One of Crete’s own prophets has said it: “Cretans are always liars, evil brutes, lazy gluttons.” This saying is true. Therefore rebuke them sharply, so that they will be sound in the faith and will pay no attention to Jewish myths or to the merely human commands of those who reject the truth. Titus 1:12-14 (NIV).
Paul’s words seem harsh here, resorting to gossip and common canards. Yet before you or I go judge Paul, let’s go back to that history. And context. Both are necessary to avoid the too-contemporary mistake of painting Paul with a broad brush.
First, consider Paul’s task in Titus 1. He was protecting the church by refuting false doctrine. Paul wrote the letter to encourage Titus on what to teach the young church. Part of that includes identifying what was wrong about what was being said at the time. The purpose wasn’t to hammer those misleading the church: the purpose was to steer even them back to the road of the straight and narrow.
He was also using irony, namely the irony of a popular aphorism from the area where Titus was ministering. Per John Gill’s commentary, this is attributed to Epimenides (a poet) and Ovid (also a poet), both of Crete, who associated the ancients of Crete with falsehoods. It was they, not Paul, who associated Crete with dishonesty.
Last, Paul was being honest. He was being honest by talking frankly about the dishonesty of those who would mislead the church by demanding they do things according to Jewish traditions (like circumcision). Many of the converts into the new Christian following were former Jews. Christianity itself was seen as an offshoot sect of Judaism, and the roots of the Christian faith are wholly Jewish. It’s understandable that some people would think that the traditional Jewish laws governing circumcision, sacrifices, festivals, and daily life would, then, apply to Christians.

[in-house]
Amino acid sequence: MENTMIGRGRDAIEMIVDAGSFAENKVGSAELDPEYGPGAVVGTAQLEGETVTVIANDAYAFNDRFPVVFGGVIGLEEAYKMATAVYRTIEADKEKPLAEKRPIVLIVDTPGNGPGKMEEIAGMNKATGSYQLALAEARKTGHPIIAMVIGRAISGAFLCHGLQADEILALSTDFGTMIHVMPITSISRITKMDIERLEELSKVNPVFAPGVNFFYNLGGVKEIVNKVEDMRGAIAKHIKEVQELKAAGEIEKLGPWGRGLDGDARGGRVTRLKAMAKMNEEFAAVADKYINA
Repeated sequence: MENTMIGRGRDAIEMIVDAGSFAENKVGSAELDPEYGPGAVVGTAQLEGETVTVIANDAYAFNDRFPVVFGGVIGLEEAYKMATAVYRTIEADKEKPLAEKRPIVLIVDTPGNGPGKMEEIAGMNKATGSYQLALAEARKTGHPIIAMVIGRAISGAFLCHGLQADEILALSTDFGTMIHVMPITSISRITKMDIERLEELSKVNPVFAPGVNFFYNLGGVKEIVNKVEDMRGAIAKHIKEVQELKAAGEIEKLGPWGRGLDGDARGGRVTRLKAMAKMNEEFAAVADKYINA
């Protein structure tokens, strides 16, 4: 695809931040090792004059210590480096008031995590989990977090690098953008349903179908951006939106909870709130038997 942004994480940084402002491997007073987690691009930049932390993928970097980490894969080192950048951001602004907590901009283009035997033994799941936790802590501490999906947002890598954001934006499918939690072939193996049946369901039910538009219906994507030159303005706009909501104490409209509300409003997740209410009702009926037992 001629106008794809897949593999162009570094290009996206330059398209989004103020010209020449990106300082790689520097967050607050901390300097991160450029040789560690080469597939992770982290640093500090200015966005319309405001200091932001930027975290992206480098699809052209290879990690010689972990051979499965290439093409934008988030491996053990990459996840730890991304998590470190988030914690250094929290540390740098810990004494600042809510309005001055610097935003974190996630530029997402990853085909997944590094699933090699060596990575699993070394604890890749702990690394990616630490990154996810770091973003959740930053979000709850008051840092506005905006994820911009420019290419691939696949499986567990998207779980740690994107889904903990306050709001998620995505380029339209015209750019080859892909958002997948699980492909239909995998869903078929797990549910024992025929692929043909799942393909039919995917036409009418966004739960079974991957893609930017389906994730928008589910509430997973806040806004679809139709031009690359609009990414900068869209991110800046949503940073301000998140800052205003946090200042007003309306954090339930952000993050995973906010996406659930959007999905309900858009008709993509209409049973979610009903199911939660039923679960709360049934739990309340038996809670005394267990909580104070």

It’s also false. Those who would preach that from within the workings of the church must be silenced. Their falsehoods must not be allowed to take root or believers could be swayed away from following Jesus. It isn’t that Jesus wasn’t strong enough to overcome that. It’s that people weren’t. As we talked about yesterday, that same push happens today. The Catholic concept of paying a penance has its roots in the false idea of doing something to earn God’s grace. The idea that churches must adhere strictly to a man-made church calendar is another manifestation of it.
If tradition glorifies God and helps people believe in Him, it can be a good thing. Yet the second it becomes about adhering to the tradition and not giving that glory, then the tradition is bankrupt. It was true in Paul’s day; harsh or not, it’s true now.
For further reading: Acts 2:11, Acts 17:28, Colossians 2:22, 1 Timothy 5:20, Titus 1:15
Lord Jesus, forgive those who misconstrue Your holy words. And help me today to only truthfully teach them to others through what I say and do.